Order by Depth Fusion 360
Order by Depth
In the case of machining several separate parts segments, we can determine in which order the machining is to be performed.
In the above figure, we have two areas. We can prepare the tool path so that the first area (in this case the contour) is machined at full depth completely before we proceed to the next contour machining. This is how it is done in the example shown in the figure above.
The option of Order by Depth, which in the above case was deselected, is responsible for this. So the order was followed by the area.
If we select this option.
We will receive the machining in a way where the first area is first machined to the depth of the first pass, then the tool retracts and travels to the next area and there goes the first pass depth machining, if there are more areas, the tool travels to the next, etc.
As soon as it is at the last area, it will perform the machining to the depth of the first pass, and then immediately to the depth of the second pass and go to the next area and there it will process the depth of the second pass, etc.
Of course, we will have a lot more movements in the air here, but there are situations where this kind of machining is necessary. For example, thin-walled elements, in which to keep the dimension or even be possible to do, you should process each side of the wall evenly.
If we first machined one side to the full depth, then when machining on the other side of the wall, problems could arise in the form of vibrations, “material would run away” or simply to break the wall.
In the case of thin-wall elements machining, we can handle using the above method or a little automating this process.
In the above figure we have a standard machining of two internal contours, between which there is a thin wall, 1.5 mm thick. Using the standard machining, the first contour will be machined first at full depth, then the tool will pass to the next contour and start machining. There is a high risk that the wall after machining will not have the dimension assumed, and if the pockets were deeper, there would be a risk that part of the wall would be torn out. We can deal with this by using the Order by Depth option or by using the Use Thin Wall option.
After selecting this option, another Thin Wall Width parameter is activated, in which we can determine the wall thickness below which the wall will be considered thin.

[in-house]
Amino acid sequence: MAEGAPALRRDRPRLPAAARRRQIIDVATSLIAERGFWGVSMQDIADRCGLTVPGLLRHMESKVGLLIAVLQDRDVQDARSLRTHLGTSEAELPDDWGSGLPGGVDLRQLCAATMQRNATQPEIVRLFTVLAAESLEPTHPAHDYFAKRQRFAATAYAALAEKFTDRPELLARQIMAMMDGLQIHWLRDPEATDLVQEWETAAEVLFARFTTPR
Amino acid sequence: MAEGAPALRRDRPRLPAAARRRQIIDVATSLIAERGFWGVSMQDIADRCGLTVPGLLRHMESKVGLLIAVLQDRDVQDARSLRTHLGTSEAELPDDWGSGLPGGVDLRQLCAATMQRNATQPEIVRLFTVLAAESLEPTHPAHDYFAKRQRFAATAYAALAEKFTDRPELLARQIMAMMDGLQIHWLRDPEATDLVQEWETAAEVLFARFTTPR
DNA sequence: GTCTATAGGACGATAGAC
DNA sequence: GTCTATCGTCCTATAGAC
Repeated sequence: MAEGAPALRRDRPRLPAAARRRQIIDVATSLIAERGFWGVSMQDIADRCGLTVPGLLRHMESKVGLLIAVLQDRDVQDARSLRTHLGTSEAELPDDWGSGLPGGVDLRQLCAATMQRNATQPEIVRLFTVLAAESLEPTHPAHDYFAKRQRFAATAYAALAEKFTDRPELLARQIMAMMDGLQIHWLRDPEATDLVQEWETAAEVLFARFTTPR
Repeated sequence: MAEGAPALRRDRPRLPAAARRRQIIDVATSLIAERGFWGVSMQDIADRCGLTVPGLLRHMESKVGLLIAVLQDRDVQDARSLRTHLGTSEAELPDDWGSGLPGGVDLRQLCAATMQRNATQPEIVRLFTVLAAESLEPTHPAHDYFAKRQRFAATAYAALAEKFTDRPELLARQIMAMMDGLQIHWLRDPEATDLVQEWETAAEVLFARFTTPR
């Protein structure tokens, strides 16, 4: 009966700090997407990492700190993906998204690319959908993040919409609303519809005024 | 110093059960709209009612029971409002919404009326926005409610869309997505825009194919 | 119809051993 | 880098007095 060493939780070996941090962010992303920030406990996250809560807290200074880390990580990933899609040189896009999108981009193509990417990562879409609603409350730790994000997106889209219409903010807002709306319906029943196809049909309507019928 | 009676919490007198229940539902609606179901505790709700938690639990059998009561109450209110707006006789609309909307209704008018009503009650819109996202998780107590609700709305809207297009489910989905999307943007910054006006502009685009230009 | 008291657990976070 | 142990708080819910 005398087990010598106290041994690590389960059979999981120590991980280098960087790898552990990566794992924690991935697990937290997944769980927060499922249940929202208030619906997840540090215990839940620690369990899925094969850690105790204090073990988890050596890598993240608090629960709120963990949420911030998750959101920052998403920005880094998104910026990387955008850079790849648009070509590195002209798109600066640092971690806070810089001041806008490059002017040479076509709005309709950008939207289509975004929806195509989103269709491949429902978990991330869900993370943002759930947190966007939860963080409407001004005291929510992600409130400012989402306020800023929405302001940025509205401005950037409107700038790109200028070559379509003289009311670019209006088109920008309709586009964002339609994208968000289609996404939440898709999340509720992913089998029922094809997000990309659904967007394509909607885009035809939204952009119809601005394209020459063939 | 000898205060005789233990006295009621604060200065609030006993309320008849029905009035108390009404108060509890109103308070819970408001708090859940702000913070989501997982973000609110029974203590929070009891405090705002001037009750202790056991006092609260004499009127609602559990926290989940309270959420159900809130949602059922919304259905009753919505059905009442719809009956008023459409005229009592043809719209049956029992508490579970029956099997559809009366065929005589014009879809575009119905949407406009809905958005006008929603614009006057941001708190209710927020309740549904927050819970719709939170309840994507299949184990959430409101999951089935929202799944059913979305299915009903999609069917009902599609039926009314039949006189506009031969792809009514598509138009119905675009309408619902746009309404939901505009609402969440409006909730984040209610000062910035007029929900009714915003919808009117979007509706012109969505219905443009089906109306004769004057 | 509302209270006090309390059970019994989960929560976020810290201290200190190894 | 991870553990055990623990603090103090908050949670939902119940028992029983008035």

If you have entered 2 mm, all walls having a thickness less than 2 mm will be treated as thin and machining will be prepared automatically using the thin-wall machining strategy.
This is the example shown in the figure above. First, the first contour will be machined to the depth of the first pass, then the tool will retract and process the second contour to the depth of the first and second pass. Then move to the first contour and machining to the depth of the second and third passes, etc.
In this way, the wall will be evenly machined on each side.
However, if we set the thickness of the wall to 1 mm, our wall thickness of 1.5 mm will not be treated as thin and the processing will take place in a standard way.
First, the first area will be machined at full depth, then the second area will be machined.
The Use Thin Wall option has the advantage of automatically recognizing whether to apply a thin-wall machining strategy or use standard machining.
Whether in a manual or automatic manner, in any CAM system (or even without a system), we can prepare machining similar to the machining strategy of the thin-walled elements presented above. Some CAM systems have these options, in others you may have to get a little tired. But theory is theory, and practice is practice. It will not always be as colorful as in the CAM system. The most important thing is to have an idea how to approach the problem.
Order by Step
Another option that can be useful is the Order by Step option.
By selecting this option, rough passes will be performed first and then finishing passes.
In other words, first, external transitions, farthest from the contour, are made to reach the full depth, and then those closer to the contour. If we did not select this option, the machining would be performed and the method would be done that the roughing passes to the first step depth was made first, then the finishing pass to the depth of the first step. Subsequently, the roughing passes to the depth of the second step and the finishing pass to the depth of the second step, etc.